Sunday 28 September 2014
Meeting Ruth Ansel

Ladies and gentlemen, we proudly present Ruth Ansel, a woman who’s always been at the right place at the right time. Back in the 60’s, when she was just 24, she and Bea Feitler became co-art directors of Harper’s Bazaar. In the 70’s, Ruth was the art director of The New York Times Magazine, in the 80’s, Vanity Fair. Each time, she was the first woman in that position. In recent years, she’s run her own studio – Ruth Ansel Design – designing books like the much-talked about, 20-inch tall monograph on the photographer and artist Peter Beard. Today, Ruth is 70 years old and still working.

Ruth is Grand. Everyone we’ve met has spoken about her with the utmost respect. Ruth is the one we’ve dreamed most about meeting though we hardly dared to think it would ever happen. She’s been known to publish fake e-mail addresses online with the sole purpose of making it harder for people to reach her. A few months ago, we called her up. It was a brief conversation, ending shortly after Ruth sternly told us that she would »look us up«. Several nervous weeks later, we received an e-mail from Ruth in which she praised our work. Throughout our entire career, nothing has been as important as that e-mail. We felt like a door had opened, that we had received an invitation to an important society. Is this what it feels like to be in the »in« crowd?

Ruth Ansel lives in a posh apartment building on Manhattan’s Upper West Side. In her courtyard a film crew is set to shoot a Disney film starring Nicolas Cage. On our way up to the tenth floor, the elevator man asks us if we’re aware that Cyndi Lauper lives in the house. »You know that song ’Girls Just Wanna Have Fun’?« But we’re focused on a different lady.

Ruth Ansel welcomes us into her large apartment, only to disappear into the kitchen. She’s wearing black clothes, Mary Janes, a big orange watch and a turquoise ring. In the kitchen, she’s arranged a lunch buffet of delicious treats; croissants, smoked fish spread, tasty cheeses and small apples. We fill up our plates and ask if she’s interested in food. »Unfortunately«, she replies, not helping herself to lunch. Above the refrigerator there’s a blackboard in the shape of a cat. On it, Ruth has scribbled a Diana Vreeland quote : »Elegance is refusal.« It’s supposed to keep her from sneaking things out of the fridge.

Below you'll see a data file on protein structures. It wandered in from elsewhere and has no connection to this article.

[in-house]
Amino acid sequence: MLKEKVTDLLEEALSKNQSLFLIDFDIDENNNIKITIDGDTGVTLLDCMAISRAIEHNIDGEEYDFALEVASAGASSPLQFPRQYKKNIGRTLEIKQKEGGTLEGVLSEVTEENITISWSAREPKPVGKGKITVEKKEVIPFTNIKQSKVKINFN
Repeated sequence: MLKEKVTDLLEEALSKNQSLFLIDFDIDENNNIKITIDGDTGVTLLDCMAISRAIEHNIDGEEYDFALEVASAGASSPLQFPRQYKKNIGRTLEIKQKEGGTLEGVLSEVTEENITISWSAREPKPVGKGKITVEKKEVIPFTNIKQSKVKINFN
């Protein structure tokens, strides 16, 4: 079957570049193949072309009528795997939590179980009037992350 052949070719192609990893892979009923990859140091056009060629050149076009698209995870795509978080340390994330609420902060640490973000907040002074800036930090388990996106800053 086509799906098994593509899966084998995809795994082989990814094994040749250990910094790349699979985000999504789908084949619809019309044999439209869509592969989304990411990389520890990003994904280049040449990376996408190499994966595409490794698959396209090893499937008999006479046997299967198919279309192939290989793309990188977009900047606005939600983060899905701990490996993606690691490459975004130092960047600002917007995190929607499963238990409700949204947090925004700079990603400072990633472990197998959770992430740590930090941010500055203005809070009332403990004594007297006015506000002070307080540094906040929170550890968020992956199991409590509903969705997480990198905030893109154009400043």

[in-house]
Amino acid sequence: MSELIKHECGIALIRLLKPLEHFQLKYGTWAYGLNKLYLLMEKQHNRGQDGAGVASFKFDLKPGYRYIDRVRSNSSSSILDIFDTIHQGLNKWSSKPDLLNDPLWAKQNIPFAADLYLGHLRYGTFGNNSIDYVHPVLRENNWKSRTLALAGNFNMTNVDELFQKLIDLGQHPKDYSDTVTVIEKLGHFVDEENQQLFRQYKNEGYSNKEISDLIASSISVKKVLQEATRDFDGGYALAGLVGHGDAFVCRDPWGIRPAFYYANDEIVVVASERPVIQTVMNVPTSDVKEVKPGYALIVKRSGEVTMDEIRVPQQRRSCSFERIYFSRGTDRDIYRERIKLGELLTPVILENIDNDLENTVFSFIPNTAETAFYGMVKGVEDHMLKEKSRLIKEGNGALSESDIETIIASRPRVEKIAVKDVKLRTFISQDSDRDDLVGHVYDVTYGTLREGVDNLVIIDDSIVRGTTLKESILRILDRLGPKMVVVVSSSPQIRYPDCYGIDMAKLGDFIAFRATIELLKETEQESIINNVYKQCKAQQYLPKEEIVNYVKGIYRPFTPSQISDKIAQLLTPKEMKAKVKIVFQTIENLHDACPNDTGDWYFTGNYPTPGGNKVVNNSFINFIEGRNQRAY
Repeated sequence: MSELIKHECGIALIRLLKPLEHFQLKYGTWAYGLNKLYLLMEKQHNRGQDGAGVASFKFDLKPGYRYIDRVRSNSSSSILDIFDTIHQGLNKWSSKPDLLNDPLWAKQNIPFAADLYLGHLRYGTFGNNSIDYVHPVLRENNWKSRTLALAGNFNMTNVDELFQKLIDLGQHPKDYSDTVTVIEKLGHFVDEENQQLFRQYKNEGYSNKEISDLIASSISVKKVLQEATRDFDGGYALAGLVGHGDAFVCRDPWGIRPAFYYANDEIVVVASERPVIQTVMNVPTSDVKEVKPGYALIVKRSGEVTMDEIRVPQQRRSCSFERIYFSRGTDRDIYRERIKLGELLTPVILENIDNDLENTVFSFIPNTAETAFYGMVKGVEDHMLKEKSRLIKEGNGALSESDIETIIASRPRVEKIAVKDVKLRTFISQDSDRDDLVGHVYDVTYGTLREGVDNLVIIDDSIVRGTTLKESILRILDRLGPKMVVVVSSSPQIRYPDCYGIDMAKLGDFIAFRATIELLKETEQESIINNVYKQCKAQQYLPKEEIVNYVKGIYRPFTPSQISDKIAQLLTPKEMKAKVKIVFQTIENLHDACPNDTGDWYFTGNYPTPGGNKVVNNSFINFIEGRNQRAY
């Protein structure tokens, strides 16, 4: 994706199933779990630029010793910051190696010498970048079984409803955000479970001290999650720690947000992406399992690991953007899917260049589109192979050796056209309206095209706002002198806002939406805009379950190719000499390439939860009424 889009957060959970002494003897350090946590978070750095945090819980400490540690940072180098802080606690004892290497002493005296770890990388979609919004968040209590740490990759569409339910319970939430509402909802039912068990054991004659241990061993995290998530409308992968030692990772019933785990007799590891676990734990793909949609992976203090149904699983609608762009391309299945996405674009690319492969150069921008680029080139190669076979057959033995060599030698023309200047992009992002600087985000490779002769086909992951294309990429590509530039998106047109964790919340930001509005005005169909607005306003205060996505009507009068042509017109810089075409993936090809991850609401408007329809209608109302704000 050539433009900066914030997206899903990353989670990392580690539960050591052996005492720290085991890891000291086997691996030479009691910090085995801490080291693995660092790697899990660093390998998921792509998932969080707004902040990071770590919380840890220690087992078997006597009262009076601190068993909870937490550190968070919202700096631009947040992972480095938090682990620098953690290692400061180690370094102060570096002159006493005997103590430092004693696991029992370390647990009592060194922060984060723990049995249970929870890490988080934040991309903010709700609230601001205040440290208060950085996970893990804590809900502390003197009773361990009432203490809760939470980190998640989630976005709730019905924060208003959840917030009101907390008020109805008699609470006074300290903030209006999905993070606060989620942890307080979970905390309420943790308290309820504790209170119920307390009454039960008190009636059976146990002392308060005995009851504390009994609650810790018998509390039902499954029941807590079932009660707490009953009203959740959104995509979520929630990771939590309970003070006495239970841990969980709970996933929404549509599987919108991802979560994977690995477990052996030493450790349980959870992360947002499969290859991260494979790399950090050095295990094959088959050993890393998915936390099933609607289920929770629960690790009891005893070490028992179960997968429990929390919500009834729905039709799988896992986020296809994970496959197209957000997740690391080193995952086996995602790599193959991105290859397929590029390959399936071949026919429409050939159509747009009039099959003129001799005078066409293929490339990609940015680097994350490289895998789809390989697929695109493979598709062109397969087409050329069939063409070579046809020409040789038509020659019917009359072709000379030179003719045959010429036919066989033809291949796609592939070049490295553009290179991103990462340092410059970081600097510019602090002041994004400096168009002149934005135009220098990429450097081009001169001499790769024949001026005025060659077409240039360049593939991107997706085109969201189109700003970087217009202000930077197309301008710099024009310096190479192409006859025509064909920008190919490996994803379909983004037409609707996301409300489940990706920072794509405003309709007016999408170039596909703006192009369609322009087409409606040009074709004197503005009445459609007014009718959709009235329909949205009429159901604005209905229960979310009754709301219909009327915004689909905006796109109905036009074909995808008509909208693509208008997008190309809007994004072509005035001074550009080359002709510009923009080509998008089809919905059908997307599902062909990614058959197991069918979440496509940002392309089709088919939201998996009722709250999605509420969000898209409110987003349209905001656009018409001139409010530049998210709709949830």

In 1963, when Ruth Ansel and Bea Feitler were appointed co-art directors of Harper’s Bazaar, the leading fashion magazine of its time, they were met with blatant skepticism by a male-dominated media world. Could two twenty-something females really shoulder such an important role? However, it didn’t take long before the duo had modernized the magazine by infusing it with elements of pop art, street fashion, rock and roll music and film. They chose photographers whose work changed fashion photography forever. Furthermore, the graphic design of Ansel and Feitler set a new standard in magazine design, an updated take on Brodovitch’s revolutionary designs from the 40’s and 50’s.

Ruth Ansel ended up in the magazine world by accident. She was born in the Bronx in the late 1930s. Her father was in the china import business and her mom ran a small lingerie shop. From childhood, Ruth took a great interest in art and movies. Along with her classmate Nina Castelli, daughter of Leo Castelli and Ileana Sonnabend , central figures in the New York art world, she spent a summer in East Hampton at age 15. There, she saw the artist William De Kooning paint his »Woman« series in the downstairs guest bedroom where he was living at the time. Jackson Pollock and Larry Rivers often came by for dinner. Together with the Castelli-Sonnabend family, Ruth went to see her first Balanchine ballet performance as well as Robert Rauschenberg and Picasso exhibitions. It was then her love for art took root.